Sometimes, faculty can be fickle marketing participants. You need them, though, and it’s worth hearing what they have to say. With sufficient notice, most will make time for (in fact, relish the idea of) an interview.
One approach (with the administration’s OK) is to offer to have their website profiles revamped by professional writers. Assure them that there will be ample reviewing and editing opportunities.
The faculty interview can serve other purposes, too. For example, someone might share a successful teaching technique (especially for a popular general education elective) or a unique and captivating line of research.
Stories like these could highlight the university, college, or division home page.
Communities do a lot to support their local colleges. Yet, historically, they have been left out of most publicity. That’s a shame!
These include both lures and promises. Here are a few suggestions for incorporating the locals:
- Find out if any local businesses or philanthropists support college scholarships, building projects, and so on. If so, tell the story!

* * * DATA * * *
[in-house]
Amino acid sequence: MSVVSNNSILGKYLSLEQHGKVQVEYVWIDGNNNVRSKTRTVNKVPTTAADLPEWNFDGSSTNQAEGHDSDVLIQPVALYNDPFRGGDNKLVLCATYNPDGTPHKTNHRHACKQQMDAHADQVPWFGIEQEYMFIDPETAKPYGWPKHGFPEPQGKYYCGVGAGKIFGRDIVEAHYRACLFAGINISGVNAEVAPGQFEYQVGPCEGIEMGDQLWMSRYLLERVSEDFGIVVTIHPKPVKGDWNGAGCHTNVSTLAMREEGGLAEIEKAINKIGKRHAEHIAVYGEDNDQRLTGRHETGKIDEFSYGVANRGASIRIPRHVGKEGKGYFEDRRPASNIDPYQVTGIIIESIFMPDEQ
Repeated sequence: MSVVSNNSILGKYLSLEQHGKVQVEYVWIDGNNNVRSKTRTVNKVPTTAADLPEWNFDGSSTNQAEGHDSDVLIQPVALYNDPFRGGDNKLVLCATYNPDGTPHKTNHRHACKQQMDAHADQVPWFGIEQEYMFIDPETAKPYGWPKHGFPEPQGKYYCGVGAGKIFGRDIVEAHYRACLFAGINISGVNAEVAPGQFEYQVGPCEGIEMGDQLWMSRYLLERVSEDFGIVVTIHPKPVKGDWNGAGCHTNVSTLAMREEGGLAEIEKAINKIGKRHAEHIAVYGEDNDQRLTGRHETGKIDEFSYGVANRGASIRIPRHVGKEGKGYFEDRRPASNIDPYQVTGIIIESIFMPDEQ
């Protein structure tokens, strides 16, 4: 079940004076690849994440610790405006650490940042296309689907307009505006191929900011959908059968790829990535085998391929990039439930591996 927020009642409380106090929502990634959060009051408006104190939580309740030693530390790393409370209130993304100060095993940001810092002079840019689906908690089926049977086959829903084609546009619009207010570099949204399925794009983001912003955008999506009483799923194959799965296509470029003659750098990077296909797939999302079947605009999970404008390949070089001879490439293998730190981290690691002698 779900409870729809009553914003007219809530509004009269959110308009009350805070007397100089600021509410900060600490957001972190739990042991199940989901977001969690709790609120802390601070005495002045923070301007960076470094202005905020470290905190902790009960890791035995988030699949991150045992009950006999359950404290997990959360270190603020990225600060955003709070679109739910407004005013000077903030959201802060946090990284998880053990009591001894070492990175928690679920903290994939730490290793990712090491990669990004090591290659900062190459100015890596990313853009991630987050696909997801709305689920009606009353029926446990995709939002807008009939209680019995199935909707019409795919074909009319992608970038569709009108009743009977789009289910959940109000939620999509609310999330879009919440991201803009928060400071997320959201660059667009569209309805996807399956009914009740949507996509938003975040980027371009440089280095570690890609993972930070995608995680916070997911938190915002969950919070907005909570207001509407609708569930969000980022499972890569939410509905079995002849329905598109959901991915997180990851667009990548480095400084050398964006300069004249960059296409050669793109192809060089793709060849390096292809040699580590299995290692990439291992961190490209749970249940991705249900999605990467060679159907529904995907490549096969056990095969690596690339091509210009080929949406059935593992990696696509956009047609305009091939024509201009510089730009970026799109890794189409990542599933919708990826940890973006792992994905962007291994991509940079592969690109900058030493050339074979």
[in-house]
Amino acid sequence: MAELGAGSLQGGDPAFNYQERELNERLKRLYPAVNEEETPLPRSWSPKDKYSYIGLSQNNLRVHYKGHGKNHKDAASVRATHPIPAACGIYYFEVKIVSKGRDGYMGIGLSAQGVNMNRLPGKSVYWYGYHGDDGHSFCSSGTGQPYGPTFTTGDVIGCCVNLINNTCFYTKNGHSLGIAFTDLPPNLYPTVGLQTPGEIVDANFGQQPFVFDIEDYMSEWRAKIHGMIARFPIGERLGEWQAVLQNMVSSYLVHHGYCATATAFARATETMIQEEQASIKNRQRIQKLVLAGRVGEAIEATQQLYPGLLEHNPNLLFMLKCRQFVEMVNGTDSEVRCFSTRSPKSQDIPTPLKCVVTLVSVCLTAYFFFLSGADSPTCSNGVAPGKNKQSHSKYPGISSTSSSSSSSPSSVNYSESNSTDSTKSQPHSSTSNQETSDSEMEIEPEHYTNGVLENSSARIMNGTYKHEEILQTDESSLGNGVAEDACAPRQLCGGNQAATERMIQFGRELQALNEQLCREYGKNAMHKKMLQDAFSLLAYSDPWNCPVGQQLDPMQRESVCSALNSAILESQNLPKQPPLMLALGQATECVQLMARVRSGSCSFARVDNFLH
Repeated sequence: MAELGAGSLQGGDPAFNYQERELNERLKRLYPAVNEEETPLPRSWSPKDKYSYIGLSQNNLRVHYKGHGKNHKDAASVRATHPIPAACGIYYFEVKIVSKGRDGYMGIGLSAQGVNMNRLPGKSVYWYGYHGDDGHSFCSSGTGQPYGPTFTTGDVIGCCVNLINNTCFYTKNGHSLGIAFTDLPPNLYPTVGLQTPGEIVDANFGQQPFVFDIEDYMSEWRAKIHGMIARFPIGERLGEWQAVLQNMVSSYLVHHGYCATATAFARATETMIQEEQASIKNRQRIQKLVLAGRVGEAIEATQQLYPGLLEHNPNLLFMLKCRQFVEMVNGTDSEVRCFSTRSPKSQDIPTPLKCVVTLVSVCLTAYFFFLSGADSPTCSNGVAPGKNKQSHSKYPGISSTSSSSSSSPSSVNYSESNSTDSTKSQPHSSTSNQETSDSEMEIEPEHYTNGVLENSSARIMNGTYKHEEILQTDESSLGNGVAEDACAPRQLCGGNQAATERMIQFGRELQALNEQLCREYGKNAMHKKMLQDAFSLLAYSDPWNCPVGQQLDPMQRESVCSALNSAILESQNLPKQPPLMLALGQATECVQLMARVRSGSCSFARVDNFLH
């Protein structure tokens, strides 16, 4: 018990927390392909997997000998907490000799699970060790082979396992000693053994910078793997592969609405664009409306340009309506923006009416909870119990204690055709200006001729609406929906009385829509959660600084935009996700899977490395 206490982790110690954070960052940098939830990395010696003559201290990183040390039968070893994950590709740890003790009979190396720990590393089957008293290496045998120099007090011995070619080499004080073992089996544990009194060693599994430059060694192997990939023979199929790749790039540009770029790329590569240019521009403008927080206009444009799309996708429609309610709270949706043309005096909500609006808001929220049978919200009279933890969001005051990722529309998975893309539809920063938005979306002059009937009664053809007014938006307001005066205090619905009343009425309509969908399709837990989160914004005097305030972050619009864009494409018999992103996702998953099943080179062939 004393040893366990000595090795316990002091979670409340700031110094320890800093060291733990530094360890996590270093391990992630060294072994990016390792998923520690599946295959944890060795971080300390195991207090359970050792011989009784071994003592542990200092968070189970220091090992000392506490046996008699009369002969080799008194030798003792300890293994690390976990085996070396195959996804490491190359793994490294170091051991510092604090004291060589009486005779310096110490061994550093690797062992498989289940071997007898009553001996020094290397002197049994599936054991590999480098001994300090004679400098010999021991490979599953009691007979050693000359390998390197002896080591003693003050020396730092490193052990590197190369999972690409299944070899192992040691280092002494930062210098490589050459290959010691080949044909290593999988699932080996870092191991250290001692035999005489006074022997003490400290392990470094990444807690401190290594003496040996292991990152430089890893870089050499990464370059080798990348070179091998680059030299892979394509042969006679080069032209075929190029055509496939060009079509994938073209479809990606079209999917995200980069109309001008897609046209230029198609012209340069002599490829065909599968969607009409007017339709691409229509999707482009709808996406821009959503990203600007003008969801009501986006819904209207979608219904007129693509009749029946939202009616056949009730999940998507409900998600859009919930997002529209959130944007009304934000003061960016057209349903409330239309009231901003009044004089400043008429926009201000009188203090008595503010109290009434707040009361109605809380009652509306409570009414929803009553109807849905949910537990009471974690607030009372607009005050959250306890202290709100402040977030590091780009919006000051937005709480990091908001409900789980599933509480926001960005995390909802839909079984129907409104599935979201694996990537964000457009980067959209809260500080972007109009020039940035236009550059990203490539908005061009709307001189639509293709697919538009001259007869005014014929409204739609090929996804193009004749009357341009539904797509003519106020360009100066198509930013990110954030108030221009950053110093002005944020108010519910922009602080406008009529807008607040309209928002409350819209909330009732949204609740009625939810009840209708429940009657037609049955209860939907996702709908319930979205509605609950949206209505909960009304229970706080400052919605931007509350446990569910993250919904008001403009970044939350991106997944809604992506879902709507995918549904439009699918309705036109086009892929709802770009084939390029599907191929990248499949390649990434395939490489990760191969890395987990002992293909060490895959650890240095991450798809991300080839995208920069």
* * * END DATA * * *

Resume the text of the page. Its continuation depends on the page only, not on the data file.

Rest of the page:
- Have local merchants or organizations sponsored internships? If so, get the details!
- Are there local businesses (e.g., restaurants) that students frequent? If so, why not interview them?
A secret to getting various interested parties involved with your campaign is talking with people who are seldom approached for their perspectives. They might think their story wouldn’t be of interest. But who doesn’t like learning about other people?
Let’s turn now to the marketing strategies many colleges use (and perhaps some that are just catching on). When trying to convert student prospects, having the right marketing mix is critical.
Common Content Categories
We’ll begin with some examples of broad but essential content categories—to include as appropriate.
- Details and statistics on career education, preparation, and success
- Accolades for the school
- Special programs, including any for basic skills enhancement
- Scholarships and financial aid information
- Current social causes the campus supports (e.g., recycling, hunger prevention)
- Anything else that is a source of pride or passion for the institution
In other words, try to replicate the campus experience through the content you emphasize. Making it clear what a particular college prioritizes can ensure the students who respond favorably continue to enjoy the experience.
Strategies That Are Visible and Tangible to Stakeholders
These strategies are the ones prospective students see and can respond to directly. They are often cited as things that impress prospective students or made them feel special or welcomed.